Workspaces are changing in a post-Covid environment, and one of the things changing is desks. You might not have one any more.
Applying a concept developed in Shanghai, London and Boston by multinational corporations with 24-7 schedules and employees working in shifts back in the 1990's, “hot desks” are now being widely adopted in workspaces across the nation.
A “hot desk” is a large desk that seats as many as ten employees, or as few as two. Every day, workers come in and take a seat where a seat is open and available, generally not returning to the seat they sat in the day before. More like a kitchen table in a cafeteria. A seat at a library desk. Kind of a communal approach to office workspaces.
No more photos of the kids and cats. No more personalizing your work station. You find an open seat, hunker down and get to work.
If a workspace needs to be reserved, it’s called “hoteling.” If on Friday you’re going to need a video conference ability only available at one work station, you’ll need to put in a reservation.
“Hoteling” keeps “hot desking” from getting chaotic. Confused yet?
It’s going to be another adjustment to office places in the brave new post-pandemic world, and Houston commercial real estate specialist Jay Wall III, a Sr. VP at Moody Rambin, isn’t sure everyone is ready for the concept. “I’ve got to tell you most people like their own space. People like to know where they go for help and where the help is,” he says of a musical chairs approach to management design. Where is the boss sitting today?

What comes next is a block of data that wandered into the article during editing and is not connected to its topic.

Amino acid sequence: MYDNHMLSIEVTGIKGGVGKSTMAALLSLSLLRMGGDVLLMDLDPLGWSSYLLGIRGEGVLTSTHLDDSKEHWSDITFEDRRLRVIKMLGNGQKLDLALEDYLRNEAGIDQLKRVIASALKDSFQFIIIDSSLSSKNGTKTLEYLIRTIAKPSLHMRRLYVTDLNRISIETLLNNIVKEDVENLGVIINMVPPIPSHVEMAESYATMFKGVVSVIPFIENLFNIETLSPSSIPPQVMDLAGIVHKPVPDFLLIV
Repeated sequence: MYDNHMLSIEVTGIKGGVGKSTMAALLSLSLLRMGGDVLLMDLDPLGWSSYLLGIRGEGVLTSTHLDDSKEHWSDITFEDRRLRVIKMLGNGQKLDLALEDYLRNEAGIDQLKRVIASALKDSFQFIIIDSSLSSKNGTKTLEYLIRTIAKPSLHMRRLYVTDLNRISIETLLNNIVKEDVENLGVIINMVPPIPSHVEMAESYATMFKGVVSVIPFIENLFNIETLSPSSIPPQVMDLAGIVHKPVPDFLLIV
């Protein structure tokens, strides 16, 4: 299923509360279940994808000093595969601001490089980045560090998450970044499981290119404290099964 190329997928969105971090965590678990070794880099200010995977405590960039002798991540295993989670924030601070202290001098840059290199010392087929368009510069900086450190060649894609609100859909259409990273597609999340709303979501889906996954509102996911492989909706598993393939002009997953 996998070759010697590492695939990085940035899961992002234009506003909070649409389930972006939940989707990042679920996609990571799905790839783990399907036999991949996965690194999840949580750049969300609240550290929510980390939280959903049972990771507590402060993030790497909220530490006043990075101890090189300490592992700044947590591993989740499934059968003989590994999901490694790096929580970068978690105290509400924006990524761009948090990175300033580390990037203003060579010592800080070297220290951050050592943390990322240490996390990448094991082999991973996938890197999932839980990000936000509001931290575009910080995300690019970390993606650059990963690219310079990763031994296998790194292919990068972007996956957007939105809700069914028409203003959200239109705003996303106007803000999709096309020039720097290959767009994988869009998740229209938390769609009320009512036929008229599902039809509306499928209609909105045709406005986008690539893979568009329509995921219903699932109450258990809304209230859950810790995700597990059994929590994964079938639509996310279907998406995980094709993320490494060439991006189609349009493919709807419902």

If nothing else, hot desking may encourage more employees to arrive early to pick out the best seating. It’s designed to bring people together – better cooperation, increased creativity, brainstorming, skunkworks, we’re all in this together, yippee.
There are certainly detractors. Management is looking for efficiencies in expensive office space square footage while so many staff are still working remotely on most days, a practice expected to outlast Covid. Why pay the business insurance, utilities, cleaning and maintenance costs for mostly empty desks only being used once a week? Regular workers may feel unappreciated and unseen. “Whatever happens, it’s going to be years before we know the effects of hoteling and corporate right-sizing. It’s going to be years before the office market finally understands the full effects of Covid,” Wall adds.
Another downside, moving forward, if pandemics appear again, “hot desking” will require strict masking.
photo: Getty Images